Institute for War and Peace Reporting | Giving Voice, Driving Change
Vojvodina TV Challenge
A dispute over control of local broadcasting in Vojvodina, northern Serbia, has exposed divisions within the Democratic Opposition of Serbia, DOS, ahead of the December 23 Serbian general election.
The Vojvodina provincial assembly in Novi Sad voted in November to wrest control of the provincial broadcaster, Radio Television Novi Sad, from Belgrade - a move which has angered "centrists" within DOS, including Yugoslav President Vojislav Kostunica.
The argument over RTV Novi Sad is part of a much deeper disagreement over the status of the northern Serbian province, which was deprived of its autonomous status, along with Kosovo, by former federal president Slobodan Milosevic in the early 1990s.
When the province lost its autonomy, RTV Novi Sad became part of a unified broadcast network under the control of Radio Television Serbia, RTS, based in Belgrade. Large quantities of equipment were moved to the Serbian capital and over 100 journalists, who refused to accept the new editorial policy, were fired.
Compulsory license fees were henceforth paid directly to RTS. The Novi Sad broadcaster became another cog in the Milosevic propaganda machine.
In recent years, opposition parties in Vojvodina have persistently called for the restoration of autonomy and local management of RTV Novi Sad. Having won a majority in the Vojvodina assembly in the October federal election as part of the DOS coalition, a vote was passed to take control of the local TV station and appoint a new administrative board.
But the transitional government - made up of DOS, Milosevic's Socialist Party of Serbia and the Serbian Renewal Movement - has declared the move unconstitutional and warned that state organs would take whatever measures were necessary to prevent the break-up of Serbia's unified broadcast network.
Of the 18 parties making up the DOS coalition, Kostunica's Democratic Party of Serbia is most resistant to autonomy for Vojvodina.
The issue has been a constant source of friction between Milosevic's opponents. But ahead of the October federal elections the issue was put to one side in order to provide a united front against the former president.
During the ballot, leading Vojvodina politician, and now speaker of the provincial assembly, Nenad Canak called on voters "to hold their noses and cast their ballots for Kostunica."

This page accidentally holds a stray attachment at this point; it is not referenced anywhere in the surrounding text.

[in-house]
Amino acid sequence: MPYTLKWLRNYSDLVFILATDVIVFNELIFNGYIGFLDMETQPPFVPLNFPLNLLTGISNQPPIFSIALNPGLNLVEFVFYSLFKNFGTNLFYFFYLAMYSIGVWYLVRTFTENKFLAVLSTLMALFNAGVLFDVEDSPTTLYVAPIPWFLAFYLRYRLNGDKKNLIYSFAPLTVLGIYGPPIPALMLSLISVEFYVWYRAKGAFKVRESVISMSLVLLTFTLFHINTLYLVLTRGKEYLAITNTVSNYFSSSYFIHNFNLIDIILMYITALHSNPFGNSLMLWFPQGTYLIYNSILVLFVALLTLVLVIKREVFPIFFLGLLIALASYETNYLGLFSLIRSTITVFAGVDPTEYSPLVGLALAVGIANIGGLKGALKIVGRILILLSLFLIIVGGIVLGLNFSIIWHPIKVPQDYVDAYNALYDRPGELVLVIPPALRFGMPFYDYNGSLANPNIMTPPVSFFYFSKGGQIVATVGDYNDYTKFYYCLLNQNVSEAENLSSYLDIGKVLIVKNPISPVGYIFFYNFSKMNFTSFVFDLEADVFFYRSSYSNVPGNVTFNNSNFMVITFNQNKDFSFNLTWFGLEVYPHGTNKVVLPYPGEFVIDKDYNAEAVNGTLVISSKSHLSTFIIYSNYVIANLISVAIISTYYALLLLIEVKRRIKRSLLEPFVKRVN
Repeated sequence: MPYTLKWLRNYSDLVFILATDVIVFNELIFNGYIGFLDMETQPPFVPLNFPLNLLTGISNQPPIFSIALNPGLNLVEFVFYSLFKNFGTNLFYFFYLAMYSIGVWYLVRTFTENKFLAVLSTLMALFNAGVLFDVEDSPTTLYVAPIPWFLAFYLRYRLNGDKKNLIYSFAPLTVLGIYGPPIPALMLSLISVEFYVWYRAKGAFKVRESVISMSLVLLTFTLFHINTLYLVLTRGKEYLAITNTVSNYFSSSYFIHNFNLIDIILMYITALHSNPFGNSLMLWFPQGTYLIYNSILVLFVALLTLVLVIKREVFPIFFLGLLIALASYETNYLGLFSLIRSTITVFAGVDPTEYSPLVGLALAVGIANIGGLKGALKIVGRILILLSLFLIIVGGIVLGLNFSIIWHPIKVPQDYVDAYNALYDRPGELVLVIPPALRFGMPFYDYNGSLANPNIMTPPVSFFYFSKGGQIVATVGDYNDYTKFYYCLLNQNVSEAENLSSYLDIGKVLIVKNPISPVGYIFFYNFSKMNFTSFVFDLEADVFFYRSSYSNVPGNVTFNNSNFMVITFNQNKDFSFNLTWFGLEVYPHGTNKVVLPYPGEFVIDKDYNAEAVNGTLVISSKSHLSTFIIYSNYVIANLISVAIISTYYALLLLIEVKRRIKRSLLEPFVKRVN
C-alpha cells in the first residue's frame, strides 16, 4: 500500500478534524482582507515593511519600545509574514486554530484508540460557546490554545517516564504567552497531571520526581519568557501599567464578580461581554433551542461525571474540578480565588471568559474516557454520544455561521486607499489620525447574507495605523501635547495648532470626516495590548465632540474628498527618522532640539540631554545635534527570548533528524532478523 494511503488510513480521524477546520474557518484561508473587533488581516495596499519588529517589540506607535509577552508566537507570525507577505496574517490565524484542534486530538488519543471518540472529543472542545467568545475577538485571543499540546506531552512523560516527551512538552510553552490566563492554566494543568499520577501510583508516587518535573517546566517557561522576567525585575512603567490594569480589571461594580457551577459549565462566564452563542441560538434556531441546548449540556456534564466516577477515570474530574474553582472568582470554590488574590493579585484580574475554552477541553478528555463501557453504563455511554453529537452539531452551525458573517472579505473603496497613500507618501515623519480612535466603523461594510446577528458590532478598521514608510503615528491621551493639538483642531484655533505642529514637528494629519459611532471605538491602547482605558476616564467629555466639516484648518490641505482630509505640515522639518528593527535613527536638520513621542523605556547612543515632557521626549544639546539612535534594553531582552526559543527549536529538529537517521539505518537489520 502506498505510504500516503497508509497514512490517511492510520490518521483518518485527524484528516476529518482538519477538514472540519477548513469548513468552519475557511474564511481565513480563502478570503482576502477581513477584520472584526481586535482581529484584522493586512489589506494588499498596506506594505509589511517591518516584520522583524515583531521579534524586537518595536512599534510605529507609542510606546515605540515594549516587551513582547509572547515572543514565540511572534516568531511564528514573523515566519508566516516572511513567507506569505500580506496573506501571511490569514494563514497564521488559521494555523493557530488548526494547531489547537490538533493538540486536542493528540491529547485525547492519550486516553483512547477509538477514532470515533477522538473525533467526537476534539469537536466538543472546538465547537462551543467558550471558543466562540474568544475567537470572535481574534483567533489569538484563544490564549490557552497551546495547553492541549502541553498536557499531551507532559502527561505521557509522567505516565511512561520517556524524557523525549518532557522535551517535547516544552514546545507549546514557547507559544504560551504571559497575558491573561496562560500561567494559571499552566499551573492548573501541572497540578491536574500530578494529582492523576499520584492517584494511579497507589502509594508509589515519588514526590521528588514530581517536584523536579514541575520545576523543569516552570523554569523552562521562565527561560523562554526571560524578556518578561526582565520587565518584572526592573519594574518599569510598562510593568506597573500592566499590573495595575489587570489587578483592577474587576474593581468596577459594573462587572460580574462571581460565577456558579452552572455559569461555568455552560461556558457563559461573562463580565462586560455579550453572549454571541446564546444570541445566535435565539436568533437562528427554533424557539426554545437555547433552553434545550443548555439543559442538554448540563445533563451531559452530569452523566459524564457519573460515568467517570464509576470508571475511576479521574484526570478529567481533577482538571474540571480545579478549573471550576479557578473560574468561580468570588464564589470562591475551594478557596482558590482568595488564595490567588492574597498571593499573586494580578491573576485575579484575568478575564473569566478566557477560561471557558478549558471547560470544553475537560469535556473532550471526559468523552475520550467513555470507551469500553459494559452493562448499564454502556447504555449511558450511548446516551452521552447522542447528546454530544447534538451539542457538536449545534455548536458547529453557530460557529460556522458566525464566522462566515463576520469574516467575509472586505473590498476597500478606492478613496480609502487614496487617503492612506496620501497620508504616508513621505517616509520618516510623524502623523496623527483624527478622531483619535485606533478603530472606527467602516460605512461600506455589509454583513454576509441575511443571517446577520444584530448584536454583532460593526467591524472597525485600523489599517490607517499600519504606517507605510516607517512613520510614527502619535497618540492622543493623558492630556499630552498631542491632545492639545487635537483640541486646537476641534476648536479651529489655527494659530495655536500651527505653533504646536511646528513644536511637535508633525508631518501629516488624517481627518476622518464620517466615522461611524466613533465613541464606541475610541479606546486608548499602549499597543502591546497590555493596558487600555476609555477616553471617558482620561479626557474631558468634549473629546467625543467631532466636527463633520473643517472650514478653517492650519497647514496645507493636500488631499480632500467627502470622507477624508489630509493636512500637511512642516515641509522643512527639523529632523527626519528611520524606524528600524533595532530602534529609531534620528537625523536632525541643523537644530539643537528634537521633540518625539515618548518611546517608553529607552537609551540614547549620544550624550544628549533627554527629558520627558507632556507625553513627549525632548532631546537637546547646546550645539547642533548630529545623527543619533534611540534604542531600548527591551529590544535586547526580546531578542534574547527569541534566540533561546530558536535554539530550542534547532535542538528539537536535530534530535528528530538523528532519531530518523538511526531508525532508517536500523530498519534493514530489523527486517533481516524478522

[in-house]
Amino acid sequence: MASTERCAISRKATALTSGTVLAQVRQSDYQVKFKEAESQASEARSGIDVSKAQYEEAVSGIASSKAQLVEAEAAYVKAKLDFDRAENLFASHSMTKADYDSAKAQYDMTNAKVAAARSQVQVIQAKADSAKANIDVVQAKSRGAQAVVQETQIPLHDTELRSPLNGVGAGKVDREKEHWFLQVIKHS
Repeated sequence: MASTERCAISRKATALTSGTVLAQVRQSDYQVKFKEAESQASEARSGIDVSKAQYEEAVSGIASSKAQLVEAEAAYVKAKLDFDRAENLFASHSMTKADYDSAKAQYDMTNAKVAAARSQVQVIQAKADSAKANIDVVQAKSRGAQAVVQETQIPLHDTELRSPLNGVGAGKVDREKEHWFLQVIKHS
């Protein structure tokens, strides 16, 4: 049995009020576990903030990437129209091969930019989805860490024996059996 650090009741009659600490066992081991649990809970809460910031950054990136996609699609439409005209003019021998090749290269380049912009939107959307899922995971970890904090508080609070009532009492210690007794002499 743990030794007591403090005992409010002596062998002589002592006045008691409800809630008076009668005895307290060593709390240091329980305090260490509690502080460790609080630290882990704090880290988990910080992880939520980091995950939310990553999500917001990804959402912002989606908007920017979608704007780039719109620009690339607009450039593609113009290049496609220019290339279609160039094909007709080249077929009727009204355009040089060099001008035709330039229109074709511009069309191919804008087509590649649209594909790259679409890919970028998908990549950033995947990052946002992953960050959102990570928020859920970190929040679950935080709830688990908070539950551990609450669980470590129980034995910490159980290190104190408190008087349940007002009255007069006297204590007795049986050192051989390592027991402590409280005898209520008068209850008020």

Former director of RTV Novi Sad Slobodan Budakov believes the Belgrade government can prevent the station becoming autonomous simply because all license fees, broadcast frequencies and marketing are controlled by the Serbian capital.
The station's new director Aleksandar Kravic admits the decision to break away from central control was unconstitutional but argues the present Serbian constitution was a product of Milosevic's rigid centralisation.
After the overthrow of Milosevic, the station, like that of all state-controlled media in Serbia, switched allegiance to DOS. Many journalists sacked by the old regime returned to work.
Under Kravic's leadership, RTV Novi Sad has resurrected its prime-time news programme, abolished by Milosevic in 1991, now rebroadcast by RTS in Belgrade - suggesting some sort of compromise may have been reached, at least temporarily.
With Serbian parliamentary elections looming later this month, DOS supporters in the Vojvodina assembly and the transitional government are keen to keep a lid on the dispute.
DOS is expected to win a majority on December 23, and once a new government is formed the coalition will have to make clear its position on Vojvodina's demands for autonomy.
"When the new republican assembly has been constituted, we shall propose constitutional changes," Canak said. "I don't believe an extremist position will gain support - neither those who demand a Vojvodina republic nor those who support centralisation."
In early December, the Vojvodina assembly formed a working group to prepare an analysis on the situation in the province and to draw up demands to present to Belgrade.
The signs are a compromise can be reached. Provincial politicians will probably shelve demands for their own constitution in exchange for greater independence within a revised Serbian constitution. But if Belgrade opts to ignore Vojvodina's demands completely, then calls for autonomy are likely to get louder.
Mihailo Ramac is an IWPR contributor
- Europe & Eurasia
- Latin America
- Middle East & North Africa
- Focus Pages
- Training & Resources
- Print Publications
- IWPR Spotlight